A Simple Question: Nintendo’s 3DS Price Drop

By now, most of you have had a chance to absorb the news about the Nintendo 3DS price drop, and the offerings that Nintendo is dishing out to those that picked up the product already.  $80 bucks off coming August 12th, with 20 free games from the eshop if you purchased the system at full price.  Nintendo has also gotten out in front of this with regards to the media pretty well, explaining their justifications, and trying to engage their customers.  While I held off on picking up a 3DS (and probably still will until I actually see some titles), I have to wonder if what was offered enough.  And I almost made this question just that, but I’m going to change it up a bit:

Based on what has transpired with the 3DS price drop, are you now hesitant to be an early adopter to future Nintendo system releases?

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Let me explain why I didn’t go with asking whether the offerings for the price drop were worth it.  Frankly, companies change prices on things all the time, and that they’re offering something for free to people who have been using the system this whole time is just icing on the cake.  You may not like that people will now be paying less, but you are getting something for free, when the company owed you nothing.  Now, back to the question for this week; Nintendo, in my opinion, has struggled to maintain the high energy of their system releases.  From the Nintendo 64 on, there has been great fanfare on initial release, followed by a dearth of releases for months, leaving gamers to wonder if they backed the wrong horse (I don’t consider Gameboy DS version upgrades real releases, since they didn’t really change the format).  Sure, some gems have hit each system along the way, and the Wii hit gold with capturing the casual audience, but I purposefully held off on the 3DS because I just didn’t see the games coming fast enough.  I feel as though my reaction to the Wii U will be the same; I will be sitting on the fence until Nintendo proves to me that they can support their game systems with more than just their launch titles and shovelware.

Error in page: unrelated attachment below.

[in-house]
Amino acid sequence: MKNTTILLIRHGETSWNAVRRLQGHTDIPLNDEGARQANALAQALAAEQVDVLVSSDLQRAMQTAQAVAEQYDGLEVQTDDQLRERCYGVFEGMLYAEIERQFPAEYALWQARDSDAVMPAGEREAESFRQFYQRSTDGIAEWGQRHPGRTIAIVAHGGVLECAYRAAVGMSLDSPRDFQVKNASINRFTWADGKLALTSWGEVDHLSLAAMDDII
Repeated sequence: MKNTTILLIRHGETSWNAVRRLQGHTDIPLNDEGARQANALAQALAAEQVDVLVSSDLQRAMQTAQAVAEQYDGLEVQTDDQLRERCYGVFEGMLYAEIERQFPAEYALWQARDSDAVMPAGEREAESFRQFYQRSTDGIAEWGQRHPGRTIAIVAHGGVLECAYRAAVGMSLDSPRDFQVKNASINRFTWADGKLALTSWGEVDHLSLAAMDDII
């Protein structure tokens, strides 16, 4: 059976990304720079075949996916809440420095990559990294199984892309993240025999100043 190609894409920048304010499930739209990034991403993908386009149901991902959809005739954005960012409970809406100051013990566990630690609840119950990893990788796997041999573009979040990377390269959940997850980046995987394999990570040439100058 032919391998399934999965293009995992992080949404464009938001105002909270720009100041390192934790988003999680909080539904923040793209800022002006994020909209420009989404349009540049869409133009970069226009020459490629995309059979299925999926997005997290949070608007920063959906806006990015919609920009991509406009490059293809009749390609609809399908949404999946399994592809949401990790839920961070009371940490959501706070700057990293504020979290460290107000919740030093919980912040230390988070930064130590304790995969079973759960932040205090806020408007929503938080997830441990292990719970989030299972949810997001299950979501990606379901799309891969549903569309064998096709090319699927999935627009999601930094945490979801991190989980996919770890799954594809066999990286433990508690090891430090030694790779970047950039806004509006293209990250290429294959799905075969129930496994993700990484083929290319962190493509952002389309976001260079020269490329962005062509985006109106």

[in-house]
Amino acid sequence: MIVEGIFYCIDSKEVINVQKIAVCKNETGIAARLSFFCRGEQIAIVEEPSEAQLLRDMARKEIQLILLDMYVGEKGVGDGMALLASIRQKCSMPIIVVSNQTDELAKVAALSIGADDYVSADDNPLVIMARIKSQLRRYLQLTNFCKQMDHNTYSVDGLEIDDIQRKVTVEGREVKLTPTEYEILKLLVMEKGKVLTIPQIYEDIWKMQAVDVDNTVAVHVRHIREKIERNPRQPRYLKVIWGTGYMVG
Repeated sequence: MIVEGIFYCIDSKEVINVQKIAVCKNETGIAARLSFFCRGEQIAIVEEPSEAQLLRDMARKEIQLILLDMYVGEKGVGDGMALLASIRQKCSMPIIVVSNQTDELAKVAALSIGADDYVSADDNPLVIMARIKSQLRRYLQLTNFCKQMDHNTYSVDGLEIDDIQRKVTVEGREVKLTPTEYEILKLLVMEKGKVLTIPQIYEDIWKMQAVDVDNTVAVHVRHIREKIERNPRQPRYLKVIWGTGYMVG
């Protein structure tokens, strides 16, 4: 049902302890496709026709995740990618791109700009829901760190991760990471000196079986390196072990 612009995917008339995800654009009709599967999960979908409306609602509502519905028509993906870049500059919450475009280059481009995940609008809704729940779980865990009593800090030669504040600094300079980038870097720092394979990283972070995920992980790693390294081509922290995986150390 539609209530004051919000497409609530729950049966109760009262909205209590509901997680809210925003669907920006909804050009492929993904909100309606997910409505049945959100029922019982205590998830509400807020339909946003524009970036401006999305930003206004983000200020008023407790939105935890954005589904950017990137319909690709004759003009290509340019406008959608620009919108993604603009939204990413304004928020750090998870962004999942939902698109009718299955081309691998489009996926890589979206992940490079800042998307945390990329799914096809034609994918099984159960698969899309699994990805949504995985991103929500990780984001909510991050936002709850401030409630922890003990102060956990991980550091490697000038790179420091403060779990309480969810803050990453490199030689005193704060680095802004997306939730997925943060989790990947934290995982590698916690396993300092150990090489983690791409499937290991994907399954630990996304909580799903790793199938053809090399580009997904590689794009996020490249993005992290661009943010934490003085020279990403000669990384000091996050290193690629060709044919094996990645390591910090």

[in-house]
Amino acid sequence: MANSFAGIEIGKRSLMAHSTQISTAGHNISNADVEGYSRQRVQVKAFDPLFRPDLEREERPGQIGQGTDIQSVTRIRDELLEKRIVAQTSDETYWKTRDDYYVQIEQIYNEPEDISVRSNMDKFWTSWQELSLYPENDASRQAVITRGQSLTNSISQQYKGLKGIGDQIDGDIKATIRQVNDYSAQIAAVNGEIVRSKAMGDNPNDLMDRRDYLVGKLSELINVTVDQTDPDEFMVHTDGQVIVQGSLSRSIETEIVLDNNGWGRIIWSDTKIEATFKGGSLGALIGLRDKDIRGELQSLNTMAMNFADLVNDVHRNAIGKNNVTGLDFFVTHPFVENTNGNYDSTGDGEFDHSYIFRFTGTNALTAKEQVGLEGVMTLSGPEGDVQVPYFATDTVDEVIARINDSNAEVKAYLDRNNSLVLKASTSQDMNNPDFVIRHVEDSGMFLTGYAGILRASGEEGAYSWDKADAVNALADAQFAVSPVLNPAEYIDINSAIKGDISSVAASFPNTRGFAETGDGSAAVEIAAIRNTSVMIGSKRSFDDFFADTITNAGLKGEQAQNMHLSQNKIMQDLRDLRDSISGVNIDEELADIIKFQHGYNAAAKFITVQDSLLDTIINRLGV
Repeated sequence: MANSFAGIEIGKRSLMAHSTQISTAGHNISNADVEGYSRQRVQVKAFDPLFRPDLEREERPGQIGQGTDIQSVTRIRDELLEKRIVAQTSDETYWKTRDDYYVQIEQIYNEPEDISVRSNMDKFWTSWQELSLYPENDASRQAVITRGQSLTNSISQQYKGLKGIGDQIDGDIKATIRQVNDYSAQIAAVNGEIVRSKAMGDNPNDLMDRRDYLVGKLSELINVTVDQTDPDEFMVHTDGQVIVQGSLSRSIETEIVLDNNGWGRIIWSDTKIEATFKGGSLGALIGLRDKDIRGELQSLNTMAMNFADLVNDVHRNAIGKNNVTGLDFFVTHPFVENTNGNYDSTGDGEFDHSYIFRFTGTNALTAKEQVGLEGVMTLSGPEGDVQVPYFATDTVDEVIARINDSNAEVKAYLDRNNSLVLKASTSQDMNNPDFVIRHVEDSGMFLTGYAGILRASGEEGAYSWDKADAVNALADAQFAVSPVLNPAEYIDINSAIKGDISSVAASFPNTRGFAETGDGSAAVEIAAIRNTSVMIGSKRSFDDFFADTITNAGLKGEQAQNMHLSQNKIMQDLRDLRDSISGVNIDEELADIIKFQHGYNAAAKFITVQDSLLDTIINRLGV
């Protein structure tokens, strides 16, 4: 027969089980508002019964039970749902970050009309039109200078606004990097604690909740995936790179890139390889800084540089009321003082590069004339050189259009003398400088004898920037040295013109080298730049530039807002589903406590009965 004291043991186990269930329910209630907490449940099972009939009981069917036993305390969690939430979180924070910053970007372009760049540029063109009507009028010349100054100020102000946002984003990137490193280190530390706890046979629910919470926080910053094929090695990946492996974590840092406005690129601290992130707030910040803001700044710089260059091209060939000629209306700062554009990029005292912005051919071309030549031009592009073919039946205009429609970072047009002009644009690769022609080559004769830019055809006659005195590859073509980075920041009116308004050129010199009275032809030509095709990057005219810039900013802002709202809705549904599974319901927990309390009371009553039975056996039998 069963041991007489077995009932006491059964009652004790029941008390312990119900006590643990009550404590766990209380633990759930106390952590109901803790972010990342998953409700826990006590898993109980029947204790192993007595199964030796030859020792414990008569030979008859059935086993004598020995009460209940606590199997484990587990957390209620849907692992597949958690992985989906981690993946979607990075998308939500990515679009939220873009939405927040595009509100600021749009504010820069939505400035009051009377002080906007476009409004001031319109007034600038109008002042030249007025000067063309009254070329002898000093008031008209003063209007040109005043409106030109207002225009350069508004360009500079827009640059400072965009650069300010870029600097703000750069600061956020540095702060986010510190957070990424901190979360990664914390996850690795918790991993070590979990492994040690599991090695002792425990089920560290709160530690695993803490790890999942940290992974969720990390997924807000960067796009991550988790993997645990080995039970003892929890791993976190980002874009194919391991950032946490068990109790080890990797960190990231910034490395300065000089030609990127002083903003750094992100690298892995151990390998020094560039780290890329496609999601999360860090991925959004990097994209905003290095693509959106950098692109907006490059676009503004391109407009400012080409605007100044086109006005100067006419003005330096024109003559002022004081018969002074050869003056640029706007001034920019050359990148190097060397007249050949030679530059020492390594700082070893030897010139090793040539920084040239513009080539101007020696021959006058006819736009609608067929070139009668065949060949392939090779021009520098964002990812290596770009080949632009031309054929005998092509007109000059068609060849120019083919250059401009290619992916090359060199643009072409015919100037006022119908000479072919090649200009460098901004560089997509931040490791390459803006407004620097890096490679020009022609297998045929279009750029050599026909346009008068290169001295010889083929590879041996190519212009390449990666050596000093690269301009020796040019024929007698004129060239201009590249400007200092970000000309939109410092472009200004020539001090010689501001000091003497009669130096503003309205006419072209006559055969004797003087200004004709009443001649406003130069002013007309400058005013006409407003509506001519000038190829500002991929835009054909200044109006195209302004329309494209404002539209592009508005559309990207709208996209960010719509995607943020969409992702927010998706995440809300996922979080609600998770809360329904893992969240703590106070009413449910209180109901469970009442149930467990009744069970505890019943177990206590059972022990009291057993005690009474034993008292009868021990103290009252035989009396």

No Twitter feedback this week, as I’m on vacation in OBX.  Don’t let that stop you from posting your thoughts below, and voting above! Keep an eye out in #PNASQ on Monday when I’ll pose next week’s question.

A Simple Question (ASQ) is a weekly segment for Platform Nation. Each week on Monday, I’ll ask a question on Twitter at #PNASQ. Give a response and let the world know what you think; there is no right or wrong answer here. If you have a suggestion for a question, hit me up on twitter @vttym.

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  • Gern

    That’s an interesting question and it forced me to think about my buying decisions for the current gen consoles.   I bought my Wii in summer of 2008, over a year and a half after it was released.  It was too early because the used game market for the Wii was still high.  I bought my xbox 360 in late 2009 (4 years after release) and it ended up being a good decision because the used xbox 360 game market has lower prices.  I buy all my used games at $15 or less.  I am going to use the same strategy on the Wii U and wait about 4 years.   I still have many games to play on the Wii and xbox 360 and it will keep me busy for a long time.  Also, there are so many xbox live arcade titles that I still have yet to buy.